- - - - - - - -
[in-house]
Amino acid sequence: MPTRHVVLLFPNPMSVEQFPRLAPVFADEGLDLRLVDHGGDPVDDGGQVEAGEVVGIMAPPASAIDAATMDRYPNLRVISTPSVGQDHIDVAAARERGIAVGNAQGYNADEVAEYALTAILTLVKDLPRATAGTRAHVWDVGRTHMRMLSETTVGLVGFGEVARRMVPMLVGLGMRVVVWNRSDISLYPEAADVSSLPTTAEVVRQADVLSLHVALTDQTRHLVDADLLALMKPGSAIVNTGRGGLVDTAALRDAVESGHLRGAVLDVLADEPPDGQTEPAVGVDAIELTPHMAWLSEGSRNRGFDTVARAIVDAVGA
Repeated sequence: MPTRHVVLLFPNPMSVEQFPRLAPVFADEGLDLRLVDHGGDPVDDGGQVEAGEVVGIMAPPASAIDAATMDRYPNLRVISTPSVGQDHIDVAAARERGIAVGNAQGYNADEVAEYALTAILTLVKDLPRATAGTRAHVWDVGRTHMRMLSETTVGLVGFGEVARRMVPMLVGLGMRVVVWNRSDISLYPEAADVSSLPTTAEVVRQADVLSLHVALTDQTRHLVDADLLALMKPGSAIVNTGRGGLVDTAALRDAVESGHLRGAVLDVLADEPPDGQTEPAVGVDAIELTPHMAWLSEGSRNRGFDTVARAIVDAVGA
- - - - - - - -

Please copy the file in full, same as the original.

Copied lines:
[in-house]
Amino acid sequence: MPTRHVVLLFPNPMSVEQFPRLAPVFADEGLDLRLVDHGGDPVDDGGQVEAGEVVGIMAPPASAIDAATMDRYPNLRVISTPSVGQDHIDVAAARERGIAVGNAQGYNADEVAEYALTAILTLVKDLPRATAGTRAHVWDVGRTHMRMLSETTVGLVGFGEVARRMVPMLVGLGMRVVVWNRSDISLYPEAADVSSLPTTAEVVRQADVLSLHVALTDQTRHLVDADLLALMKPGSAIVNTGRGGLVDTAALRDAVESGHLRGAVLDVLADEPPDGQTEPAVGVDAIELTPHMAWLSEGSRNRGFDTVARAIVDAVGA
Repeated sequence: MPTRHVVLLFPNPMSVEQFPRLAPVFADEGLDLRLVDHGGDPVDDGGQVEAGEVVGIMAPPASAIDAATMDRYPNLRVISTPSVGQDHIDVAAARERGIAVGNAQGYNADEVAEYALTAILTLVKDLPRATAGTRAHVWDVGRTHMRMLSETTVGLVGFGEVARRMVPMLVGLGMRVVVWNRSDISLYPEAADVSSLPTTAEVVRQADVLSLHVALTDQTRHLVDADLLALMKPGSAIVNTGRGGLVDTAALRDAVESGHLRGAVLDVLADEPPDGQTEPAVGVDAIELTPHMAWLSEGSRNRGFDTVARAIVDAVGA